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Friday, April 13, 2012

The Hunger Games a Library Conundrum?

Cover of "The Hunger Games"
Cover of The Hunger Games
 The past month in the learning commons we have read, debated, researched, and endlessly discussed the challenge that is The Hunger Games.  My son read the trilogy in grade 7, loved all three books and would have read more if Suzanne Collins wrote another edition.  I read the first book with reluctance,  because I have a sensitive stomach and don't tolerate violence well.  But with all our teens wanting to read this book because of the media focus, I thought it necessary.   Needless to say I was absorbed by the author's excellent style of establishing pace and tension, until the violence took a nosedive...

So why does the violence offend me?  I understand that Suzanne is trying to convey the message that violence in society needs to be highlighted.  Our kids are so desensitized to violence on a daily basis; they are assaulted on every level from computer games, digital media, movies, cartoons and books.  Having witnessed students as young as 9 years old reading this book, I doubt they would understand the critique on violence that Collin's is conveying? 

Collins highlights graphic violence as a means to an end.   Survival justifies killing in this story.  By participating in the Games, even the heroes allow themselves to be infected with its kill-or-be-killed ethos.  It is hard to envisage children killing children with knives, hatchets, swords, bombs and then very scary insects and animals.

The protagonist Katniss does not support any kind of redemptive qualities in the first book, although I have heard that she improves in the second novel.  Time and time again she allows her feelings to guide her as to what is right and wrong.  People are used in the plot as a means for manipulation,  to further her intent.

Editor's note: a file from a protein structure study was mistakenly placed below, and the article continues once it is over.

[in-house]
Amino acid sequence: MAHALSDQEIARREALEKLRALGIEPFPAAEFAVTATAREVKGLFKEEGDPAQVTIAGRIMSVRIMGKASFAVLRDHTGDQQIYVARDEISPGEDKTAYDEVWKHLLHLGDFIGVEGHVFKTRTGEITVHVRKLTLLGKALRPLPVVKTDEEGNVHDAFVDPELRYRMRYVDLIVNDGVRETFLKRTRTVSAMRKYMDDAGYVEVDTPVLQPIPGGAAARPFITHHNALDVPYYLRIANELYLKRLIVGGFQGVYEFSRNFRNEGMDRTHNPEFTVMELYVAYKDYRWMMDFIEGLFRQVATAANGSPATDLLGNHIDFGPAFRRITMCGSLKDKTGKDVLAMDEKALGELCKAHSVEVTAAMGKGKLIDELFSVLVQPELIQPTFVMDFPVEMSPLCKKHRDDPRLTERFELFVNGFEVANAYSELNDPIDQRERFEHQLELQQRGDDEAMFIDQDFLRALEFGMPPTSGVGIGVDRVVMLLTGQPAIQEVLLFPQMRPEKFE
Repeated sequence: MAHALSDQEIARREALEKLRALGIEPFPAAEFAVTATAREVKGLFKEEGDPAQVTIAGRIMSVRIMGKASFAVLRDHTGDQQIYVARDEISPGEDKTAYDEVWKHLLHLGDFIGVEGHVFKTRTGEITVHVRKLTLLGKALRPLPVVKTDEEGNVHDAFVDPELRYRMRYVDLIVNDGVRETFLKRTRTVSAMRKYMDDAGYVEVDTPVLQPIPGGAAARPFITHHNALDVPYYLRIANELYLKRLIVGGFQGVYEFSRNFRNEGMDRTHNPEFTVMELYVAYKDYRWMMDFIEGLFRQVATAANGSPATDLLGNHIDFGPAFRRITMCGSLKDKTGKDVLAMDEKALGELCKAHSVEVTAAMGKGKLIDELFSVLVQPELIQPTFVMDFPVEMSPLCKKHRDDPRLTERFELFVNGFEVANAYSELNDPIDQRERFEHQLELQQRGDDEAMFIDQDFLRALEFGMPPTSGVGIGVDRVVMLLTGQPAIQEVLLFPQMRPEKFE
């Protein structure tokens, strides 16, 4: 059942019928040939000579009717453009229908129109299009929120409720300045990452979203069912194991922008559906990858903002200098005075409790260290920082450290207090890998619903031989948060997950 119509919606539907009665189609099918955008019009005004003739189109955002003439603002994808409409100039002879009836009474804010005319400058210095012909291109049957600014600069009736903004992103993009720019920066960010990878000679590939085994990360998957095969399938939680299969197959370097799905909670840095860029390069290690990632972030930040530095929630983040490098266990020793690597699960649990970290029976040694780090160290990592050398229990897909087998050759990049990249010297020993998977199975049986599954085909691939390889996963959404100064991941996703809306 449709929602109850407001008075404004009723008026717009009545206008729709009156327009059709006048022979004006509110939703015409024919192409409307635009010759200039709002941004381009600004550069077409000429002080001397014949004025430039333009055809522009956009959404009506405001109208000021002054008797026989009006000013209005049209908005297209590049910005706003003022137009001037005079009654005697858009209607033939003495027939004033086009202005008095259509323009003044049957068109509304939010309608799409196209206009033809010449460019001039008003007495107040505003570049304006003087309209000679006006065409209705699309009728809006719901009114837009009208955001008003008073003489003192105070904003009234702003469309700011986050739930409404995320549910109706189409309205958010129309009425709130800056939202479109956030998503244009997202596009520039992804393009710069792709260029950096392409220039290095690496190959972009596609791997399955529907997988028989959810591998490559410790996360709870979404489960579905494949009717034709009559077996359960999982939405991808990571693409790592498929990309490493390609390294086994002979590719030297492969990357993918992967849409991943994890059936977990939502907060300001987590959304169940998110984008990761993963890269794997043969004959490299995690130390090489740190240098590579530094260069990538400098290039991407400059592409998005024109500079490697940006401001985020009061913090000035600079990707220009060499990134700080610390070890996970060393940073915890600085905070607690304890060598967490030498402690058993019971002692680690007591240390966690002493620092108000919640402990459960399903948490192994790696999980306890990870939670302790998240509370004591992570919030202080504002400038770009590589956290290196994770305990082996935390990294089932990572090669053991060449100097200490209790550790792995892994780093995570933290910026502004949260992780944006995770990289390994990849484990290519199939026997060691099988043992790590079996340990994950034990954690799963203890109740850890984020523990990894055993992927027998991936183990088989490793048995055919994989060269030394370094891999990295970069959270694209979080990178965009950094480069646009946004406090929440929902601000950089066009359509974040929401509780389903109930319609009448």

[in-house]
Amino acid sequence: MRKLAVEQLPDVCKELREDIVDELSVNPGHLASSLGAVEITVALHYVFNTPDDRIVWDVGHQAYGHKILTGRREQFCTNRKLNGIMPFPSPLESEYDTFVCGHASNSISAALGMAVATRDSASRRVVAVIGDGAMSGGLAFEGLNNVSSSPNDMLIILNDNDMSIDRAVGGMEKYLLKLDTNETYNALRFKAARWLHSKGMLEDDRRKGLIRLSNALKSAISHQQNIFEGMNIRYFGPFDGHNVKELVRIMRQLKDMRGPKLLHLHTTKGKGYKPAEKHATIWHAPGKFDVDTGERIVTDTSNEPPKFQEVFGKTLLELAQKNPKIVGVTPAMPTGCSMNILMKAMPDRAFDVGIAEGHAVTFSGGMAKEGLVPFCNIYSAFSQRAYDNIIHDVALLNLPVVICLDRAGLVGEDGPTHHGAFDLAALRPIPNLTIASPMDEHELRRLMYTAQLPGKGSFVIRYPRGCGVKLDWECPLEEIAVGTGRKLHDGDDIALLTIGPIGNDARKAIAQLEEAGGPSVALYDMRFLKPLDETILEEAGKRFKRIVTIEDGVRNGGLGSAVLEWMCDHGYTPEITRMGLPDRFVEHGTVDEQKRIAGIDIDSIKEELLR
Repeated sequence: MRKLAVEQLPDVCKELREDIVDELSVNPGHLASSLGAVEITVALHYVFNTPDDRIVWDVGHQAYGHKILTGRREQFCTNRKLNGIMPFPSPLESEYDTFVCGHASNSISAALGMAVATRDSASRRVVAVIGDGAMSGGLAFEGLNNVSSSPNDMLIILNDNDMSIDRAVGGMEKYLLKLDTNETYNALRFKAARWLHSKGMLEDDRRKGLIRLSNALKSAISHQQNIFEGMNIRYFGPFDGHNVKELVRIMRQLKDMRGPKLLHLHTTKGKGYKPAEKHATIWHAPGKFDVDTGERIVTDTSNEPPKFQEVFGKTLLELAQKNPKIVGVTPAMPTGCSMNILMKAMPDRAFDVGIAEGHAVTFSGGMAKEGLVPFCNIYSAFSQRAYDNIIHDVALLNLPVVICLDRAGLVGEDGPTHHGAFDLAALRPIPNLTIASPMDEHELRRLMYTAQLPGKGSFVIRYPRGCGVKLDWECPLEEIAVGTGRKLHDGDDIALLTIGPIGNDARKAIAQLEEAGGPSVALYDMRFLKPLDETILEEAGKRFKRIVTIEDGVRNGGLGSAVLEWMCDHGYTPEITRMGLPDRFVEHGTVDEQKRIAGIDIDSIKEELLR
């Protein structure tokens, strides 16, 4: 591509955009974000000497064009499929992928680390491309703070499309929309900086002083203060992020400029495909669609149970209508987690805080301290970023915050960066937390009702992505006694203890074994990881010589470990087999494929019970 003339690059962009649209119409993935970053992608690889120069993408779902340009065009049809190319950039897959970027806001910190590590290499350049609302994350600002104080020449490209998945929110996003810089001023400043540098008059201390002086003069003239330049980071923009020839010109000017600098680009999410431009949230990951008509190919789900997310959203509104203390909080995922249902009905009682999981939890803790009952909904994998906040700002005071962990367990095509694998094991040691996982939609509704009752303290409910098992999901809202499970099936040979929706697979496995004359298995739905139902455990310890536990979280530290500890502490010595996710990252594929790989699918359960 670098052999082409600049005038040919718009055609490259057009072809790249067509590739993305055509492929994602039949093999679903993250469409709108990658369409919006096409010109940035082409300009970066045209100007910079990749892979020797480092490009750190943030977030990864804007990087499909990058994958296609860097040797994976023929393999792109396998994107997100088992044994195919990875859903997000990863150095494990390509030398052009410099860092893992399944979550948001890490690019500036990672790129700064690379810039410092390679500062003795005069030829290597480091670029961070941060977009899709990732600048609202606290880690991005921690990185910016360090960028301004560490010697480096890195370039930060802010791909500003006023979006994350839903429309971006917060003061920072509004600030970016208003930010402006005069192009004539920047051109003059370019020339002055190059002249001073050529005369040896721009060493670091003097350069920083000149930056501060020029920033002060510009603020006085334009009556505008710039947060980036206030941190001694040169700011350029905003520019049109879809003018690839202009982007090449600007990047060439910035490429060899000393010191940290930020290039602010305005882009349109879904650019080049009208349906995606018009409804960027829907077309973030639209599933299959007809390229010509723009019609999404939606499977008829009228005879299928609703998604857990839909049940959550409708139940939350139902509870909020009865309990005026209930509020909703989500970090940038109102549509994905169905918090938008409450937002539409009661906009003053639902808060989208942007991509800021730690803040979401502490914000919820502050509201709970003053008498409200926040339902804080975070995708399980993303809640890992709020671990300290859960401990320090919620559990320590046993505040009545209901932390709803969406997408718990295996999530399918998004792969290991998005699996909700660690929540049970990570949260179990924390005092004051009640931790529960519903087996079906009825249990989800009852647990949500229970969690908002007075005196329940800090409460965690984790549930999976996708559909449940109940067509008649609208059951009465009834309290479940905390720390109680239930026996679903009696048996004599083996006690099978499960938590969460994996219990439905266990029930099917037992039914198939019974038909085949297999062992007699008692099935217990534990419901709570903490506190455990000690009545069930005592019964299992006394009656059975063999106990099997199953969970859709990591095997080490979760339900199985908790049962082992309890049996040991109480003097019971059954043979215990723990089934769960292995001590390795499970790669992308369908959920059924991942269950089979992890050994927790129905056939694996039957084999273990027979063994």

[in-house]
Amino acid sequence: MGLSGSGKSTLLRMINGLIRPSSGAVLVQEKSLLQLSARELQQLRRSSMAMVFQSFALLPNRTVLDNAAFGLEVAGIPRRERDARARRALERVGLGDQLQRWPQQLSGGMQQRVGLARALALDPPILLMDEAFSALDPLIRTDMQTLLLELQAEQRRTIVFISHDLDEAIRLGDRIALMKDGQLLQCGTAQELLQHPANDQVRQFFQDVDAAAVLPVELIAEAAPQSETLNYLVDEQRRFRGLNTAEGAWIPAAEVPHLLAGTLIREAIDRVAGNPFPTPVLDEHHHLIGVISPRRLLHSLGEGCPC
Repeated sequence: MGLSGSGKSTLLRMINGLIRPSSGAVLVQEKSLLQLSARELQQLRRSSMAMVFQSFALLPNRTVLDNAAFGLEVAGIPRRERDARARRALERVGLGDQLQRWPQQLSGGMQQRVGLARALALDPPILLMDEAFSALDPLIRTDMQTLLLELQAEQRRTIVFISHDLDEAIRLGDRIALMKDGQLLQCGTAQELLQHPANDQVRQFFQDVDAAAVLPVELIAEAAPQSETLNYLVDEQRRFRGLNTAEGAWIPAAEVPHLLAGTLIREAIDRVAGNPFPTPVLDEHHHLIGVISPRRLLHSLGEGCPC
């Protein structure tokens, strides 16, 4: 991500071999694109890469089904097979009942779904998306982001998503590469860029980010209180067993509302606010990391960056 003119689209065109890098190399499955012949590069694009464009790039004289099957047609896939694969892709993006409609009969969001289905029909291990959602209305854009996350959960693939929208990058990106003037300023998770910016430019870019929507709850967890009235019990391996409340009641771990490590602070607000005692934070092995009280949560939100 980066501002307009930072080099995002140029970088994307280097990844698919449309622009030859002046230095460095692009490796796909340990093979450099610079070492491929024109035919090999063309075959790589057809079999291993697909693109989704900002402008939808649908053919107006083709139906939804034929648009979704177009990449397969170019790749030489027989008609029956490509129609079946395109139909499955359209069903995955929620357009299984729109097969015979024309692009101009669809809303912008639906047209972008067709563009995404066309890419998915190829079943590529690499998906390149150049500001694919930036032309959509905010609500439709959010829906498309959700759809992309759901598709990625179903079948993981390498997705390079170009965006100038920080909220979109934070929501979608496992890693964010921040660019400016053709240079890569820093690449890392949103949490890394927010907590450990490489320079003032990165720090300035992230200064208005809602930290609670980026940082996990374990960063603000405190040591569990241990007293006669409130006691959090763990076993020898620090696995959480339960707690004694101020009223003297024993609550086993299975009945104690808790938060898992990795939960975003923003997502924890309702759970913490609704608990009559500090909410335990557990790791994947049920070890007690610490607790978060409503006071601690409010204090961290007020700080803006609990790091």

Cover of "Lord of the Flies, Educational ...
Cover of Lord of the Flies, Educational Edition

Cover of
Cover of The Giver
I would set this book at about a grade 10 or 11 novel study along the dystopian lines of Lord of the Flies and The Giver, for students to truly understand the implicit message.  Our learning commons recommended age limit for this book is 14 and over.  If you see your student reading please take the time to read yourself, so you can discuss some of the themes and prepare them for the message behind the violence.

Let me know what you think about this book?  In terms of controversy this book is on the ALA most challenged books for 2012.  

Pippa and the learning commons team.

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  1. I read the series and enjoyed it - it's an adult's novel really. The books highlight the detriments of reality TV which is so prevalent today - the participants are degraded and the audience are desensitized. We balk at the ancient Roman gladiator days of using violence as entertainment, but we haven't made much advancement ourselves if we look at our own entertainment industry.
    I think the books touch on some good social issues and provide food for thoughts, but it's ironic that the production and marketing of the movie celebrates exactly what it mocks.
    I personally would not recommend this series to youths (and definitely not children!). It takes more maturity to discern the implicit message and not get carried away by revenge-justifies-all tone.

  2. Thanks for sharing Tina. I agree that the marketing of this book and movie celebrate what it mocks. Double irony! Yes I am not sure how this book was marketed at the age group 13 and up. In terms of rating have we capitulated to the new norms in society?


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